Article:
Services were held yesterday at Maria Lanakila Church on Maui for Army Sgt. 1st Class Kelly Bolor, the first Maui-born soldier to die in the Iraq war. Bolor died Nov. 15 after two Black Hawk helicopters collided in the city of Mosul.

Maui soldier
called selfless

Relatives and peers remember
Kelly Bolor's dedication to
his family and country

WAILUKU >> The first Maui-born soldier killed in the Iraq war was eulogized yesterday as a person who placed the needs of his family and his country before himself.

Army Sgt. 1st Class Kelly Bolor, 37, who died in a double-helicopter crash that killed 17 people in northern Iraq on Nov. 15, was buried yesterday with military honors at Maui Memorial Park Cemetery in Wailuku.

"His peers loved him. Those who served with him respected him," said Army Maj. Gen. Robert Ostenberg, the commanding general of the 63rd Regional Readiness Command out of Los Alamitos, Calif.

Hawaii state flags flew at half staff statewide yesterday in honor of Bolor.

Ostenberg said Bolor was a great leader who was able to take one of the worst platoons and turn it in four months into a unit that performed in an "outstanding manner."

As an Army reservist called into active duty twice, Bolor also served in Desert Storm in 1991 and in the current war in Iraq since February.

Bolor, who worked ferrying supplies to the front lines, died in the city of Mosul after the collision of two UH-60 Black Hawk helicopters.

Under occasional light showers, a 25th Infantry Army unit out of Schofield Barracks fired a 21-gun salute, followed by a bugler playing taps.

Ostenberg presented an American flag to Bolor's wife, also named Kelly.

Next to her side was her 3-year-old son Kyle, held by Bolor's twin brother, Keith "Maxie" Bolor.

Ostenberg also presented a Purple Heart and Bronze Star for meritorious service.

Doves were released from wicker baskets and flew in a circular pattern above the mourners as a helicopter flying dropped hundreds of orchids.

Family members and friends sang "I'll Remember You" to the strums of a guitar.

Earlier in the day, family members and friends spoke about Bolor.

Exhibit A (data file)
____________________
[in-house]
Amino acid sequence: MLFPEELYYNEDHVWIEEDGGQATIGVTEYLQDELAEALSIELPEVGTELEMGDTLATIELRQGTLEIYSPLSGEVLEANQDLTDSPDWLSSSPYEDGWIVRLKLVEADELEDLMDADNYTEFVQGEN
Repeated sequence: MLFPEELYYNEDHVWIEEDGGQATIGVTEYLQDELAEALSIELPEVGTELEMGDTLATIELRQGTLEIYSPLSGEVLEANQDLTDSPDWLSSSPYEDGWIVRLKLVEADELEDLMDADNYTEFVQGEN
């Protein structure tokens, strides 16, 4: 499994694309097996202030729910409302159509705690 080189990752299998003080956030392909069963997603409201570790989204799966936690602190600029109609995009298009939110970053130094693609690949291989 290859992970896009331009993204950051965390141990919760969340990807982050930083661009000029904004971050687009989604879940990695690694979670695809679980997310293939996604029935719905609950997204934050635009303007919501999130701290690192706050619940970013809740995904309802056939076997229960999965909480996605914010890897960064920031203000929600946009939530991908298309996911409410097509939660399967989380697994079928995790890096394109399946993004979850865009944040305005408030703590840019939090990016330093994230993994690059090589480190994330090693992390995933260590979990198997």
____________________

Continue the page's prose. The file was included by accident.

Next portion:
KHNL sports director Russell Yamanoha, who grew up in the same state public housing project in Lahaina as the Bolor family, said Kelly Bolor was conservative in his manners compared to some of his other brothers.

"I'm just surprised it happened to him," said Yamanoha, who like Bolor graduated from Lahainaluna High School.

Bolor, born in Wailuku and raised in Lahaina, was the third-oldest child in a Filipino family of five boys and a girl raised by his mother, Annie, whose husband Martin Bolor died suddenly in 1968.

Relatives described Kelly Bolor as a well-mannered, selfless individual who worked at McDonald's Restaurant while attending Lahainaluna and picked pineapples during the summer to help support his family.

"Kelly put everyone's needs before him," recalled his younger brother Rocky Bolor, a master sergeant in the Army.

Bolor was working in the public works department in Los Angeles County when he was called into active duty in January from the Army Reserve's 137th Quartermaster Company based in El Monte, Calif.

He and his wife had just bought a house in Whittier, Calif.

In a eulogy at Maria Lanakila Church, Rocky Bolor said his brother lived his life as a soldier with loyalty, duty and respect and fought in Iraq so others could enjoy the same rights as Americans.

Rocky Bolor said he learned a lot from his older brother about working hard and about helping each other as a family unit.

He said that despite difficulties, Kelly Bolor carried a smile with him that said, "Don't worry, be happy."

"We won't forget your smile, Kelly," Rocky said.

Kelly Bolor, who is buried near a plot with his parents, is survived by his wife Kelly and son Kyle; sister Nitta Kinimaka; and four brothers, Keith "Maxie," Conrad, Rocky and Alvin Bolor.


E-mail to City Desk


Text Site Directory:
[News] [Business] [Features] [Sports] [Editorial] [Do It Electric!]
[Classified Ads] [Search] [Subscribe] [Info] [Letter to Editor]
© 2003 Honolulu Star-Bulletin --